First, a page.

Startup companies loaded with young and fresh out of school 20-somethings that aren't nearly as experienced as some other places, and haven't worked in a more private environment. Fresh out of school want/need collaboration and consensus. More mature and successful companies have far more seasoned teams and products — with far more senior staff.
Experienced folks that already know what they're doing, just want the solitude to do what they already know how to do, uninterrupted. What adds productivity to inexperienced folks, may take it away from the more seasoned folks. And going into a culture/environment isn't nearly as difficult as changing one.
Startups make up for less effective output per worker-hour, by making it up by just hiring younger and more junior (lower salaried) workers and making it up in headcount or hours worked. (But they get more burn-out, errors, turn-over, which again mandates more collaboration). I'd love to see a study that normalizes all those metrics.
Often kids like coffee houses and loud places to hang out, because the people around them motivate them. And if you're new and inexperienced, being able to collaborate/ask question/etc., increases your productivity. They feel like they can just pop-on headphones and everything is fine. (Of course that doesn't make you more collaborative, or make work more enjoyable place). On the other hand, if you're experienced, mature, and self-motivated, you want a quiet place to focus on your tasks -- you don't need external distractions (which can only slow you down). And if you're senior, you don't need to ask others questions, and them asking you, just means the senior and more valuable/expensive people per hour are less productive for the sake of making the Jr. people slightly more so. So you can see the win to the newbies, at the cost of a net loss to the senior folks (and company as a whole).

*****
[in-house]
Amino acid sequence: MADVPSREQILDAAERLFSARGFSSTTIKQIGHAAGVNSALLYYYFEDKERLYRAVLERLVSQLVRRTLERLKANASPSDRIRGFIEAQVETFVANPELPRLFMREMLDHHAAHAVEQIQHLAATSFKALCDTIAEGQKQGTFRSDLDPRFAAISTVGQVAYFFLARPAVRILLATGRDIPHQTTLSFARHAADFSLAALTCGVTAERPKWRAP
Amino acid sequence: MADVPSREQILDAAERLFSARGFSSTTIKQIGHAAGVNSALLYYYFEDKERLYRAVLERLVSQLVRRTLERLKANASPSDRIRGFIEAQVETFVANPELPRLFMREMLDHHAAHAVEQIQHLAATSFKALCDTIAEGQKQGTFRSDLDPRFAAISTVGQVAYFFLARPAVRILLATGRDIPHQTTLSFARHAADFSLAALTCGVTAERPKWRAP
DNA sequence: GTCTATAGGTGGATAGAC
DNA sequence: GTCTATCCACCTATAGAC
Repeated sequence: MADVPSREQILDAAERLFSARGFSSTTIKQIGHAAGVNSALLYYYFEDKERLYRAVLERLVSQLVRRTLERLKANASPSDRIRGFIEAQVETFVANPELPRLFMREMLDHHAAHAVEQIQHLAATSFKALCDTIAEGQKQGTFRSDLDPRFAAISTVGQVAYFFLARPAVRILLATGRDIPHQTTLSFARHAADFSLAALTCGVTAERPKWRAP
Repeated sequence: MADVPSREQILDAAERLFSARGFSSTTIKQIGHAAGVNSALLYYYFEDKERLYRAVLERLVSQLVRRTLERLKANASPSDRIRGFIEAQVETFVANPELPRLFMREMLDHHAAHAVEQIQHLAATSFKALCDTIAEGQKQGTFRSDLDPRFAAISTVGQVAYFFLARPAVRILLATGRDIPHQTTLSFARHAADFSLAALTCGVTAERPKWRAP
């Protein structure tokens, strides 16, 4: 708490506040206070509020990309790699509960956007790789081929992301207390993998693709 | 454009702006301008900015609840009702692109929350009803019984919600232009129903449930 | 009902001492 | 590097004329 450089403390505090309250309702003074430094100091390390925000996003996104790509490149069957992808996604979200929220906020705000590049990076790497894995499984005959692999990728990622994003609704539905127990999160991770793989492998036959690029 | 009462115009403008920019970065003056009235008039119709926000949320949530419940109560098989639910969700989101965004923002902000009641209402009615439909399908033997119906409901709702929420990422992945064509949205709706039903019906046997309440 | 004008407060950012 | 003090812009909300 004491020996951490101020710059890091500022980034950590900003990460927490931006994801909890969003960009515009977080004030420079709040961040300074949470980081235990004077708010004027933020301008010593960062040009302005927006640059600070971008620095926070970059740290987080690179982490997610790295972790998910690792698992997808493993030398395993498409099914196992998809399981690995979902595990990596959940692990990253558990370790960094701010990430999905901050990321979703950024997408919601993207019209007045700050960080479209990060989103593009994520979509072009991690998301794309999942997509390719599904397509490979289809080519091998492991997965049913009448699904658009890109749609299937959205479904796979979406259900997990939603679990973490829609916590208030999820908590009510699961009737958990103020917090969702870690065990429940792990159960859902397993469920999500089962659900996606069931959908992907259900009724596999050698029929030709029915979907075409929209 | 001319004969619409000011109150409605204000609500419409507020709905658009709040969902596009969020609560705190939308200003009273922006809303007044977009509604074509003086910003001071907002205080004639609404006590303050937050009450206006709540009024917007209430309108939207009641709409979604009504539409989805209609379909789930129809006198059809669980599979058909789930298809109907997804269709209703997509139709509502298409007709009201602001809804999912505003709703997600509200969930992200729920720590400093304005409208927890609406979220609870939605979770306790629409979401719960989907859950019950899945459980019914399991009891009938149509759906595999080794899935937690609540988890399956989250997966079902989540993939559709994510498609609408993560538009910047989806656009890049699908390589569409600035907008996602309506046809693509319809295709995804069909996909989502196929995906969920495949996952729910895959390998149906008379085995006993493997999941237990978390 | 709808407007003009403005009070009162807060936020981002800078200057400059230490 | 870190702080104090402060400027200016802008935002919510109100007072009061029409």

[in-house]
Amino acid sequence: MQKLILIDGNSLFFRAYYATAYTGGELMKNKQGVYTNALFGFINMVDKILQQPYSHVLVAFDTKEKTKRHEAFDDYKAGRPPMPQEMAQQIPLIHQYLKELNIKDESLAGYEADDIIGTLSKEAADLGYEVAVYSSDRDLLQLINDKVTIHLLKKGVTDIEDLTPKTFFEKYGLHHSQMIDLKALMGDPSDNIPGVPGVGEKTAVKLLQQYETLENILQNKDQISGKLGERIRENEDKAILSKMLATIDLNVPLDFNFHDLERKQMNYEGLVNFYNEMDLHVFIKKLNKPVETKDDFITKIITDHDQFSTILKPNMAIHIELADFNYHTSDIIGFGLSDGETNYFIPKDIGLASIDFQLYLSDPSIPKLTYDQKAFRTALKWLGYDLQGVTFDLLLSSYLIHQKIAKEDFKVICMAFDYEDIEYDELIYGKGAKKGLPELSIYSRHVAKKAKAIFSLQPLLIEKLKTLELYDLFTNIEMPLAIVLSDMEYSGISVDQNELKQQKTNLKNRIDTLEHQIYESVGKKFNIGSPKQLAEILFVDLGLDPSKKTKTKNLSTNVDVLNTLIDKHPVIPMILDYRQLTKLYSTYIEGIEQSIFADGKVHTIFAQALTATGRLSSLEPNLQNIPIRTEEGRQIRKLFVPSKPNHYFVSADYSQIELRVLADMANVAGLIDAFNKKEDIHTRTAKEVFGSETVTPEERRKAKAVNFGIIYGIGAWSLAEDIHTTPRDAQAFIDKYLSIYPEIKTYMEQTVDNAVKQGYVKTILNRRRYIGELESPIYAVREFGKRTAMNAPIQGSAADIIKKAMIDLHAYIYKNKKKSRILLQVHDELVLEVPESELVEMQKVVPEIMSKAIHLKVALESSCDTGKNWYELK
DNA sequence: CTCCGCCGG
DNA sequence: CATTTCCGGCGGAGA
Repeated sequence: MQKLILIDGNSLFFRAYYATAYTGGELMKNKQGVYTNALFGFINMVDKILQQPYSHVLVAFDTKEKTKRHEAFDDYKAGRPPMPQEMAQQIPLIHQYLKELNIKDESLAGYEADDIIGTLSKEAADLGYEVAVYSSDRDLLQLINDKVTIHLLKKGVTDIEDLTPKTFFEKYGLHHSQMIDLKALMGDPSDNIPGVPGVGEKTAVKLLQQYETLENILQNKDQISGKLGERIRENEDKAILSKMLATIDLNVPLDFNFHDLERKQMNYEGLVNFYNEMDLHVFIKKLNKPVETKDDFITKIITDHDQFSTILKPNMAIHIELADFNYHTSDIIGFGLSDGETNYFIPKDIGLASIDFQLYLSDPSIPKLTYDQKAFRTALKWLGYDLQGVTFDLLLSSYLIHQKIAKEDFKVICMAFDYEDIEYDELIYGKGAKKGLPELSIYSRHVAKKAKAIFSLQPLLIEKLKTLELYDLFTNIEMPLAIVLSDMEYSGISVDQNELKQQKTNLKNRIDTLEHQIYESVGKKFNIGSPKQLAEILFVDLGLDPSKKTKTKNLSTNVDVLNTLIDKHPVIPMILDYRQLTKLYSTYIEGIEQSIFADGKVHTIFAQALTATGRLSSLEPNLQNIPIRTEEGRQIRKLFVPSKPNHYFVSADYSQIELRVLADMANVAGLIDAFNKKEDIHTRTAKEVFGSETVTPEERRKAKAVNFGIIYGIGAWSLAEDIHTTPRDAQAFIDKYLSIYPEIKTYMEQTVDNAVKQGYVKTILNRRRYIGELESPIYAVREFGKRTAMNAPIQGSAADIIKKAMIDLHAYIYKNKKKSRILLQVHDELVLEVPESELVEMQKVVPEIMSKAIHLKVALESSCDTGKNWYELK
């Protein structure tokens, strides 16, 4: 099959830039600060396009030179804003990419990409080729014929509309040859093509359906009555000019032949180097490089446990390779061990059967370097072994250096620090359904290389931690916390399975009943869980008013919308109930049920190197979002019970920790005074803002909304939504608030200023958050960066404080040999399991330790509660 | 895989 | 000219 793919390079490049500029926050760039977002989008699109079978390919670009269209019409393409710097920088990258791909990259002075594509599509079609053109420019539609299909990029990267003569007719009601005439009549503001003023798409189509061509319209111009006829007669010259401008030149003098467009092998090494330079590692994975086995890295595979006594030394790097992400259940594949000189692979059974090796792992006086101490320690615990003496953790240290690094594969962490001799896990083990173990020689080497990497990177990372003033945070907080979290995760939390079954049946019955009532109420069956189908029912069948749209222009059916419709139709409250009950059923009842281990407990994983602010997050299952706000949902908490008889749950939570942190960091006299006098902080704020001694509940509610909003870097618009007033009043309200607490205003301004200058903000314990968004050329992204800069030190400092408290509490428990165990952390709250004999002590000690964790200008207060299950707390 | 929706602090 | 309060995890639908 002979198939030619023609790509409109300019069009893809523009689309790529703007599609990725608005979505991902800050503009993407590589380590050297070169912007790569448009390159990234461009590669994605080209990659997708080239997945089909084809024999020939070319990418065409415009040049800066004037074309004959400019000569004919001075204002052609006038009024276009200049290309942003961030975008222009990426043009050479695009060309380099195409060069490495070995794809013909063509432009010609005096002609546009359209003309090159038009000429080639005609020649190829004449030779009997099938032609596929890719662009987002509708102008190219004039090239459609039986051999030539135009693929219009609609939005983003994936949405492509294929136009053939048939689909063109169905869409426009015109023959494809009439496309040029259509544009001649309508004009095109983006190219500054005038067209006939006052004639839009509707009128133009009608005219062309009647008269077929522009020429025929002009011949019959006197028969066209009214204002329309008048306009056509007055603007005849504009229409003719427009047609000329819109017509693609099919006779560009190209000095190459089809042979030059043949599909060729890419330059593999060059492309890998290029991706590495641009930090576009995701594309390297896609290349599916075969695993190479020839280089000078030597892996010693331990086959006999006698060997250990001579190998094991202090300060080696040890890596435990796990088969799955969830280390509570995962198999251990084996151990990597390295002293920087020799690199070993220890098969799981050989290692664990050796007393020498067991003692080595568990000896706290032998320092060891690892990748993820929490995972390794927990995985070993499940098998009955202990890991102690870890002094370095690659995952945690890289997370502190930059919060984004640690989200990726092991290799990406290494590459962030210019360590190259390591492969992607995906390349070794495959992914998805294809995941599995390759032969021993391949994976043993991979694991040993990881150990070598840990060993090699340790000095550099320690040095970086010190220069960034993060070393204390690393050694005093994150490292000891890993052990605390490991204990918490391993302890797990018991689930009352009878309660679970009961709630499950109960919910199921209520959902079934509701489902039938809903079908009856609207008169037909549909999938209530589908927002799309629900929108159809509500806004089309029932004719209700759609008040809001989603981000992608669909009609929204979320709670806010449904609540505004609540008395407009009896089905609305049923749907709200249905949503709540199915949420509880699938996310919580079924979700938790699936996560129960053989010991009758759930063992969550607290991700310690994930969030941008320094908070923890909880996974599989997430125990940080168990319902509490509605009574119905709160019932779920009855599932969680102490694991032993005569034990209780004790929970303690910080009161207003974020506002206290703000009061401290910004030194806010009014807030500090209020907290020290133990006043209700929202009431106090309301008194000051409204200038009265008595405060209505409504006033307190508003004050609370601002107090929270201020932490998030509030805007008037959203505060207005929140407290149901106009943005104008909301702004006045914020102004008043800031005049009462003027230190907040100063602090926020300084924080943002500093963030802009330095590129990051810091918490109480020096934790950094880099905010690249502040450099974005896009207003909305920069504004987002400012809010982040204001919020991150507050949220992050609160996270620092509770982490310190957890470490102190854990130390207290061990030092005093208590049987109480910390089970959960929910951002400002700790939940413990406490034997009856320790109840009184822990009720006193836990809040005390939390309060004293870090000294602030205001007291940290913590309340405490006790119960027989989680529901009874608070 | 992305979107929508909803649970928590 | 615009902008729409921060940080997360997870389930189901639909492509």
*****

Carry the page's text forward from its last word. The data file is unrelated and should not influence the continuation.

And if you have a dispersed organization (where the people you need to collaborate with, aren't sitting right next to you -- like most in the tech world), then there's zero benefit to this openness, but just lots of costs.
Figure 50% of the people can work in open (distracting) environments well, or even better, and 50% can not. By nature, that's a net loss.
In closed offices, the open-people can just take over a conference room or create a bullpen (so no loss to them). But those more productive in closed offices have their productivity slaughtered in the new world order. (And those are often your most senior and thus valuable people).
OpenOffices are a one-size-fits-all solution, for organizations that don't realize how distracting and how motivation/productivity destroying they are for half (or more) of the population.
If you're unlucky enough to have a company that decides Open Floorplans are a hot new productivity trend, know that you will lose good people to organizations that pay more than lip-service to worker productivity. Especially in the bay area where many can just call in rich and flip their company the bird. But the young and starting out don't have that choice, or know better. For them, strategic bookshelves, dividers, camping out in meeting rooms and labs and phone closets and finding dark corners works. Basically, make your workers play hide and seek and building forts is the defense for Corporate Bean Counters who think this is a good solution to save money and pack more people.
This "trend" isn't as bad as most people think... most can adjust. So while it is an oft heard topic of complaint, people adapt. (I just use headphones, meeting rooms, or get stuff done on weekends).